Upside down world in this late-cycle bull market

Upside down world in this late-cycle bull market

20-08-2018 | Vision

The past two years have been characterized by unusually high equity returns and low volatility. Cyclical stocks have also significantly outperformed defensive ones. But how long can this last?

  • Jan Sytze  Mosselaar
    Jan Sytze
    CFA, Director, Portfolio Manager

Speed read

  • Returns have been high, while volatility has remained low
  • Cyclicals have outperformed defensive stocks by a wide margin
  • Markets tend to revert to the mean, although timing is difficult
Découvrez les dernières perspectives
Découvrez les dernières perspectives

The current bull market in global equities is now well into its ninth year, making it one of the longest up-cycles on record. As US equity valuations recently matched 1929 levels, many investors have started wondering if this bull market could be on its last legs. Indeed, the last two years have been characterized by a combination of extremely favorable circumstances, that hardly seem sustainable.

Global equity markets have posted annual returns at levels that were almost twice the historical average. From 30 June 2016 to 30 June 2018, the broad MSCI AC World and MSCI EM Indices achieved annualized returns of around 15% and 16%, respectively. This is almost twice the expected and historical global average of 8% per year.

Of course, there were significant differences between the markets. Chinese stocks fared especially well, helped by the solid performance of index heavyweights Alibaba and Tencent. Meanwhile, European markets lagged somewhat, most notably non-euro markets such as the UK and Switzerland. But, overall, the rise in global equities has been relatively broad-based.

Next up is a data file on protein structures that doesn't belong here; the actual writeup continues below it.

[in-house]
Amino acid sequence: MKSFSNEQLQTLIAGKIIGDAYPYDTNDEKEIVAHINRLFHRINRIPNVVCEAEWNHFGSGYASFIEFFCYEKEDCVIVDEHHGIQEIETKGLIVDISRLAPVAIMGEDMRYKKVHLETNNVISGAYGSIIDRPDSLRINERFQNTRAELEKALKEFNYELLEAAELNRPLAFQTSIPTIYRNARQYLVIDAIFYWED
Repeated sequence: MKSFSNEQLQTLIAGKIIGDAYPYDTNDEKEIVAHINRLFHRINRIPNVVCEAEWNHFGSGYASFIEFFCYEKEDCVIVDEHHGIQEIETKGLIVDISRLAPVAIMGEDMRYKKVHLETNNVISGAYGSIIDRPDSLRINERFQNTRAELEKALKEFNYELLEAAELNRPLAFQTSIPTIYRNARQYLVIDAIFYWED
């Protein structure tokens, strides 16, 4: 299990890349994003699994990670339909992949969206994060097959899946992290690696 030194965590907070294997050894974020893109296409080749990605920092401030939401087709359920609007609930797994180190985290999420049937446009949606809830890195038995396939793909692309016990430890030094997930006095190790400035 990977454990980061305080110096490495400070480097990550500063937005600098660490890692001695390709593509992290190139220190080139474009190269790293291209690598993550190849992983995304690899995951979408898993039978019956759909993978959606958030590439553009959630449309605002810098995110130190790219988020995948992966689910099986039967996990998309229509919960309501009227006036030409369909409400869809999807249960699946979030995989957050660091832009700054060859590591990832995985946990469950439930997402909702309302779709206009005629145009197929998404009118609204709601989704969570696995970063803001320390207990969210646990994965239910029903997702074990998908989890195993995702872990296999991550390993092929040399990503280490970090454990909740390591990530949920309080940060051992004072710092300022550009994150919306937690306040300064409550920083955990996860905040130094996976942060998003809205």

Almost bond-like volatility

At the same time, the level of market volatility has been only about half the historical average. In the 24 months between July 2016 and June 2018, the volatility of the MSCI World has averaged approximately 8%, which is low by any standard. At the end of 2017, the one-month rolling volatility even fell below 4%. Such a low level of volatility is normally associated with bond markets.

Historically, market volatility has been closer to 15% on average, although periods with substantially lower or higher volatility have been known to occur. Given that market volatility historically tends to revert to the mean, we think an extended period of extremely low volatility is improbable. From this perspective, the recent jump in market volatility in early February and late March 2018 could be a sign of a new period of higher volatility ahead.

Another important feature of the recent market environment is that cyclical growth stocks have significantly outperformed defensive stocks, which is not unusual in the final stages of a strong bull market. The most significant turnaround in the current bull market happened in July 2016, when cyclical sectors started to outperform defensive sectors by a wide margin.

This trend of cyclical stocks outperforming defensive, high-dividend ones has been quite consistent over the last two years. As a result, both the minimum volatility and high dividend factors have lagged the market by quite a wide margin, both in developed and emerging markets. Given these trends, it should come as no surprise that momentum has worked well, especially over the past 12 months.

Reassessing expectations

Timing the short-term direction of markets and factors is always a daunting task. But, given the strong performance seen in global equity markets over the past couple of years, returns are likely to be significantly lower and more in line with long-term averages going forward. And conversely, volatility levels are expected to rise substantially.

In this context, investors who subscribe to the ‘back to normal’ view might want to look forward instead of looking in the rear-view mirror, and make sure their equity positions are consistent with their own long-term expectations.

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